The reasonable man adapts himself to the world, the unreasonable one persists in trying to adapt the world to himself. Therefore all progress depends on the unreasonable man.
- George Bernard Shaw
I've had this quote up at work for at least the last two jobs.
Good customer service 2005
Good work, Netflix. I just went to the site to rate the movie I watched this evening (Just One Night, 2 stars, funny but just too choppy to sustain itself) and got this message:
The Netflix store is temporarily unavailable because of scheduled maintenance work.
This store is available 7 days a week, 24 hours a day. Well, almost ...
Every now and then we have to perform maintenance to the Web store equipment. Right now, we're working hard to give you an even better shopping experience.
According to your computer's clock, it is currently 11:46 PM
It is anticipated that the site will be available again at 02:00 AM ( ~ 134 minutes )
We apologize for any inconvenience this causes you.
Please visit us again soon.
Now that is how to do a system downtime message.
Prediction: a shift to the right 2004
As I begin using my Treo 600 more to access the web, I'm becoming more aware of the annoyance of wordy top and left-hand navigation areas when I have to scroll past them to get to the main content of the page. I made the decision to avoid this in my own designs long ago after testing sites in screen readers. As more web users gain access through narrow, linear browsers, I expect a general design trend of main content moving up and left while navigation and less important content moves down and right.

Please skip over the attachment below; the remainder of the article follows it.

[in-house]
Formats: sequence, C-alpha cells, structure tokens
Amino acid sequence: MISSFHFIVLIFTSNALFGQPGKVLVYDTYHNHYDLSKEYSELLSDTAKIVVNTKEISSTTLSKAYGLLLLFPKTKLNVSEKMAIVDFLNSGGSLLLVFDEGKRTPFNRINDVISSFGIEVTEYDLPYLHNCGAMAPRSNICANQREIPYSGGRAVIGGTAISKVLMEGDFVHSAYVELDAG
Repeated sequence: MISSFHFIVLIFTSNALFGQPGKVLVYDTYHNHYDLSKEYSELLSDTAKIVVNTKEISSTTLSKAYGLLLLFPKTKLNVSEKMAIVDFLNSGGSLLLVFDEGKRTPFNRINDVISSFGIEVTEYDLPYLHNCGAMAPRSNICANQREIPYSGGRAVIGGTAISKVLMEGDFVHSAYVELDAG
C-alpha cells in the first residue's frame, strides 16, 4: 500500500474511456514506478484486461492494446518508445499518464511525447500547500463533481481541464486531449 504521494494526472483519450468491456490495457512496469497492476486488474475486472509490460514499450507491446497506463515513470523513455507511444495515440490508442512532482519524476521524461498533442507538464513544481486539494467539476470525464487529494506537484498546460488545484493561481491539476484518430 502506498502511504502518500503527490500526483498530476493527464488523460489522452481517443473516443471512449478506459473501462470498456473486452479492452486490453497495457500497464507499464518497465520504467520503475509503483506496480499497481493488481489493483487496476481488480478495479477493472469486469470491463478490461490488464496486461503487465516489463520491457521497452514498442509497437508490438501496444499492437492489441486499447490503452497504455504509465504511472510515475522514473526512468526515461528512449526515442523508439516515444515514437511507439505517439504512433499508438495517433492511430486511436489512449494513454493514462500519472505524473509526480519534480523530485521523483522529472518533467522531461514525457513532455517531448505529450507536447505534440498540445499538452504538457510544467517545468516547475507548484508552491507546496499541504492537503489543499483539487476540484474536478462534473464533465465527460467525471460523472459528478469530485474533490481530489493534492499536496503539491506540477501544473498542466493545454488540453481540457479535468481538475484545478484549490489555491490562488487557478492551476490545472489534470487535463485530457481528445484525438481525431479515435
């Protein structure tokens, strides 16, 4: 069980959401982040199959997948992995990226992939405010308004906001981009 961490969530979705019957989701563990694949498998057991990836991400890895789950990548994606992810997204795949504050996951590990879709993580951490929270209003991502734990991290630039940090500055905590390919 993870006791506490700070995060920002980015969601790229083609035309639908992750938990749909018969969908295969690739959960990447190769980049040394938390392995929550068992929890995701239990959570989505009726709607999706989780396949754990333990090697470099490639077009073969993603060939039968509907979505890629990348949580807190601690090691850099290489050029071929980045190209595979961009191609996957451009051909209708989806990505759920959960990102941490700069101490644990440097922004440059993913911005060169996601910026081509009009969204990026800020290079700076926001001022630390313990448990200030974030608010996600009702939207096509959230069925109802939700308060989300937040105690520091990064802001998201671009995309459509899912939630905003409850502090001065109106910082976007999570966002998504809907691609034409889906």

XHTML and quotes in code 2003
Anyone know any happy rebuttal to this grumpy comment from a developer?
The above phrase [target = "_self"] is enclosed inside a single-quoted parameter which is enclosed inside a double-quoted attribute value. It is thus a triply nested parameter value which (therefore) cannot be enclosed in quotes because XHTML-compliant HTML provides only two levels of quoting.
DEVELOPER COMMENT: This is an excellent example of perfectly good HTML which has no XHTML-compliant phrasing.
Puttin' the Grrr in the Grrrl 2003
So how do you know you're still a web designer even though your job is supposed to be "Product Manager"?
When you spend the day debugging HTML and style issues.
Why, by all that is good in this world, would a table with 4 rows, where the top and bottom rows are dark blue and the middle two are light blue, look fine in Mozilla 1.2.1, Netscape 7 and Netscape 4.7 and then in Internet Explorer 6 have a light blue row atop the dark blue. ARRRRGGGGGHHHHH!
The table is surrounded by a form, but removing the form's opening tag doesn't get rid of the problem.
The top row, dark blue, has this
That style is
font-family: Verdana, Geneva, Arial, Helvetica, sans-serif; color: #000000; background: #3B6EE0;
The table and the tr for the top row have no style calls.
I want danger pay.
IA gang sign 2003
[Information Architecture gang sign shared on Flickr on March 11, 2004.
Riddle commented a year later saying: "I didn't see anybody flashing gang signs at the IA Summit this year. Very disappointing. Although I think I did see a Flickr shot of someone who localized it to 'AI' for Montreal..."]